Chinese School Children. Greenhall1, CC BY-SA 3.0, via Wikimedia Commons

SCMP: China Teaching Children to Limit their Climate Activism

Guest essay by Eric Worrall

According to the South China Morning Post, China wants kids to learn about climate change, but is trying to moderate the message to encourage children to focus on personal climate action rather than joining protest movements.

Climate change: children in China learn Beijing’s version of the story

Authorities want students to support green campaigns, but for their activism to stop at lowering their carbon footprints

Scripted lessons and censorship mean broad acceptance of the dangers of climate change and little impetus to push for more aggressive policies

Published: 4:00pm, 7 Feb, 2021
Why you can trust SCMP

For most of her young life, nine-year-old Gao Ximan dreamed of becoming a policewoman. But after attending an eight-week online workshop about climate change over the summer, she decided being a conservationist was a more important ambition.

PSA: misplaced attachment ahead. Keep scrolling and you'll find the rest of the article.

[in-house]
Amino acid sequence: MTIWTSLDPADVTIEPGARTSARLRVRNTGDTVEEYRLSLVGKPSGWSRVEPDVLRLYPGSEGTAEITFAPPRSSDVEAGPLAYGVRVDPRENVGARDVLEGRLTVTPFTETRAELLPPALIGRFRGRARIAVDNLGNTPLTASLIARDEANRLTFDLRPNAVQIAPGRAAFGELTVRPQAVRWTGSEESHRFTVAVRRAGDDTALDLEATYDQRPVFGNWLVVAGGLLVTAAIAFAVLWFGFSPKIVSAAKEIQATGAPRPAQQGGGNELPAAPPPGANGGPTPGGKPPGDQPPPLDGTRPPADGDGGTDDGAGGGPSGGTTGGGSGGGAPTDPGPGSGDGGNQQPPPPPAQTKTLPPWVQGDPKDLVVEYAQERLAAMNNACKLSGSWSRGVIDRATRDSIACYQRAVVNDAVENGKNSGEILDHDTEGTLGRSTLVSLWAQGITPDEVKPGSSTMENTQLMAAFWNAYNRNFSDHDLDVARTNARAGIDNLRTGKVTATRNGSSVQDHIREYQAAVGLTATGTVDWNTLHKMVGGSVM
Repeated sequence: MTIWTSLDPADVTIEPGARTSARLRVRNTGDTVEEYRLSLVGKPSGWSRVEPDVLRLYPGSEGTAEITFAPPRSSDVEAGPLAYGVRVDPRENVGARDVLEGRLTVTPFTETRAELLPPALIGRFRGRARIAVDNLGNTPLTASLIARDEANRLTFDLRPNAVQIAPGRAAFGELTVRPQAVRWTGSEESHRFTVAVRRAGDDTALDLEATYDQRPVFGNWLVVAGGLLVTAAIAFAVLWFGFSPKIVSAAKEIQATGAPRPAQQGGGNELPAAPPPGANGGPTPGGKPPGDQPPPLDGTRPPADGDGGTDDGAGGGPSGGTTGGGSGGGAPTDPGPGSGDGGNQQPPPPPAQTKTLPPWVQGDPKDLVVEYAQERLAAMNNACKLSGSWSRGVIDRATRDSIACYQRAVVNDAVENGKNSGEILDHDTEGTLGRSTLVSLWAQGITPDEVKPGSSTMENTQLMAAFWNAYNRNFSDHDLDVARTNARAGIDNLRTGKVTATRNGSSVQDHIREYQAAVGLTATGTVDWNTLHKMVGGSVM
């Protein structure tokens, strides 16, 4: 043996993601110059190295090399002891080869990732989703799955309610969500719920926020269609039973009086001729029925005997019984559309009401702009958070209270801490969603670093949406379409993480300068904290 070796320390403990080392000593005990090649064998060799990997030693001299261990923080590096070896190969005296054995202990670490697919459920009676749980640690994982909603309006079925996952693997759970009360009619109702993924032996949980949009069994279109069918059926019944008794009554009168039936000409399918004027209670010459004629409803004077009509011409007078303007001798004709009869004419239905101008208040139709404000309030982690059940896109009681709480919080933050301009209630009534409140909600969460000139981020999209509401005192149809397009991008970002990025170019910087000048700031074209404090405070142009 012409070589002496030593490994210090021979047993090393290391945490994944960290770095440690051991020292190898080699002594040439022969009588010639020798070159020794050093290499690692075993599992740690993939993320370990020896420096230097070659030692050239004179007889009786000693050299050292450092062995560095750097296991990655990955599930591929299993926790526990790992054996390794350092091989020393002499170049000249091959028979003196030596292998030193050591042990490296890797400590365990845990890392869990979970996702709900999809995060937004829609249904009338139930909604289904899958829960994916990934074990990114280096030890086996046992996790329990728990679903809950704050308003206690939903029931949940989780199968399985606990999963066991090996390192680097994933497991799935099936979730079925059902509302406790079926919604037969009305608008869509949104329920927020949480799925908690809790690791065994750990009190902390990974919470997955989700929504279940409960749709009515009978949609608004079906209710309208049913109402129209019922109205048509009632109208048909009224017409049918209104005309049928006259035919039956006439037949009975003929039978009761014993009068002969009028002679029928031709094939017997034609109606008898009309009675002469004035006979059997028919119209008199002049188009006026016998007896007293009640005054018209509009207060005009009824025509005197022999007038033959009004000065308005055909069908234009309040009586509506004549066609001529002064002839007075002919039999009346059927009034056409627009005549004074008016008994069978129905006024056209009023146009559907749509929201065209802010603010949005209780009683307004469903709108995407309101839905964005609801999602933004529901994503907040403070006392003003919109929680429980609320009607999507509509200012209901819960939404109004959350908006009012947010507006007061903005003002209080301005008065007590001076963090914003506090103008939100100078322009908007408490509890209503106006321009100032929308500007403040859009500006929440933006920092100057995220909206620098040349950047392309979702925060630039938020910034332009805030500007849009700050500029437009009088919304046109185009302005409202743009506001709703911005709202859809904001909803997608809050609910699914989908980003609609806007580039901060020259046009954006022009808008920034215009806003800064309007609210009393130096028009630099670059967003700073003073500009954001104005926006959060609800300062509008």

“Siberian tigers and snow leopards are so cute, but they are dying out,” said the fourth-grade student at one of Beijing’s top public schools. She stopped using the air conditioner in her bedroom and insisted her family used public transport instead of their car for weekend outings.

Gao’s interest in the environment is something the Chinese government is trying to cultivate in young people as it pursues wide-ranging reforms to eliminate its net emissions of carbon dioxide by 2060. But the nation’s state-led approach to climate change is less tolerant of public debate over how it is going to get there. In other words, the authorities want children like Gao to support its green campaigns, but would prefer their activism stop at lowering their own carbon footprints.

“China’s climate education emphasises that responsibility lies with the individual and they can make a difference by living a low-carbon life, but they are not the ones that should influence policymaking,” said Yao Zhe, who specialises in climate communications and has worked with various green organisations in China. 

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How can children believe that carbon footprints matter, that the world is in peril, but they should celebrate China’s right to develop and never criticise government policy, when the state orders the construction of a new coal plant? I guess we’re all going to find out.

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February 7, 2021 6:59 pm